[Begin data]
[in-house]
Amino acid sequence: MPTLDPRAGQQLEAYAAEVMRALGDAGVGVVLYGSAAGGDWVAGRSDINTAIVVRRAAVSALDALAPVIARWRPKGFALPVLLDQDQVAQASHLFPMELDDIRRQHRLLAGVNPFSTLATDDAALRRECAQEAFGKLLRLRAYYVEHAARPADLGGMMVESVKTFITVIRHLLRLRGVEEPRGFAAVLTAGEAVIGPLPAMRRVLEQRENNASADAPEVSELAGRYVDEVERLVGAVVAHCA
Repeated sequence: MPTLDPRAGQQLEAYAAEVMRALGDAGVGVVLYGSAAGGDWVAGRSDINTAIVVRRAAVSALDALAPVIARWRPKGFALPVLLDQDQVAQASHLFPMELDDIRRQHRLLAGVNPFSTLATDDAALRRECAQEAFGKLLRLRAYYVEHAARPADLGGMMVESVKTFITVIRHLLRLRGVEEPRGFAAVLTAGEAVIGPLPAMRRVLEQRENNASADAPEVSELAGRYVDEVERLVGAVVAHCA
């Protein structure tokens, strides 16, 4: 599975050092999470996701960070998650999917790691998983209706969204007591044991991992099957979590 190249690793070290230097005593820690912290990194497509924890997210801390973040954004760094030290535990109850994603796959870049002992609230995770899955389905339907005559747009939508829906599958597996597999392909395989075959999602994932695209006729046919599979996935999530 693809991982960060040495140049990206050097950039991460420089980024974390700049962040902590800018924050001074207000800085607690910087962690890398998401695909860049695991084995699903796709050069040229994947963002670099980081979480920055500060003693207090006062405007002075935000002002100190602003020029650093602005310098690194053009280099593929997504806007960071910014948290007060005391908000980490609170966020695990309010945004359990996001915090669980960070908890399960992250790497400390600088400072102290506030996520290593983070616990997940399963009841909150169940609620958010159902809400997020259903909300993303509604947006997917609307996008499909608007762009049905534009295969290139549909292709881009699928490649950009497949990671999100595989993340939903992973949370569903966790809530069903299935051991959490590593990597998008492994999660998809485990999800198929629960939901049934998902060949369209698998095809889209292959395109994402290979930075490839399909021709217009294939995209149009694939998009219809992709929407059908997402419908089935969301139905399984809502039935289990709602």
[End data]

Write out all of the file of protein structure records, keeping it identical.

[in-house]
Amino acid sequence: MPTLDPRAGQQLEAYAAEVMRALGDAGVGVVLYGSAAGGDWVAGRSDINTAIVVRRAAVSALDALAPVIARWRPKGFALPVLLDQDQVAQASHLFPMELDDIRRQHRLLAGVNPFSTLATDDAALRRECAQEAFGKLLRLRAYYVEHAARPADLGGMMVESVKTFITVIRHLLRLRGVEEPRGFAAVLTAGEAVIGPLPAMRRVLEQRENNASADAPEVSELAGRYVDEVERLVGAVVAHCA
Repeated sequence: MPTLDPRAGQQLEAYAAEVMRALGDAGVGVVLYGSAAGGDWVAGRSDINTAIVVRRAAVSALDALAPVIARWRPKGFALPVLLDQDQVAQASHLFPMELDDIRRQHRLLAGVNPFSTLATDDAALRRECAQEAFGKLLRLRAYYVEHAARPADLGGMMVESVKTFITVIRHLLRLRGVEEPRGFAAVLTAGEAVIGPLPAMRRVLEQRENNASADAPEVSELAGRYVDEVERLVGAVVAHCA
């Protein structure tokens, strides 16, 4: 599975050092999470996701960070998650999917790691998983209706969204007591044991991992099957979590 190249690793070290230097005593820690912290990194497509924890997210801390973040954004760094030290535990109850994603796959870049002992609230995770899955389905339907005559747009939508829906599958597996597999392909395989075959999602994932695209006729046919599979996935999530 693809991982960060040495140049990206050097950039991460420089980024974390700049962040902590800018924050001074207000800085607690910087962690890398998401695909860049695991084995699903796709050069040229994947963002670099980081979480920055500060003693207090006062405007002075935000002002100190602003020029650093602005310098690194053009280099593929997504806007960071910014948290007060005391908000980490609170966020695990309010945004359990996001915090669980960070908890399960992250790497400390600088400072102290506030996520290593983070616990997940399963009841909150169940609620958010159902809400997020259903909300993303509604947006997917609307996008499909608007762009049905534009295969290139549909292709881009699928490649950009497949990671999100595989993340939903992973949370569903966790809530069903299935051991959490590593990597998008492994999660998809485990999800198929629960939901049934998902060949369209698998095809889209292959395109994402290979930075490839399909021709217009294939995209149009694939998009219809992709929407059908997402419908089935969301139905399984809502039935289990709602």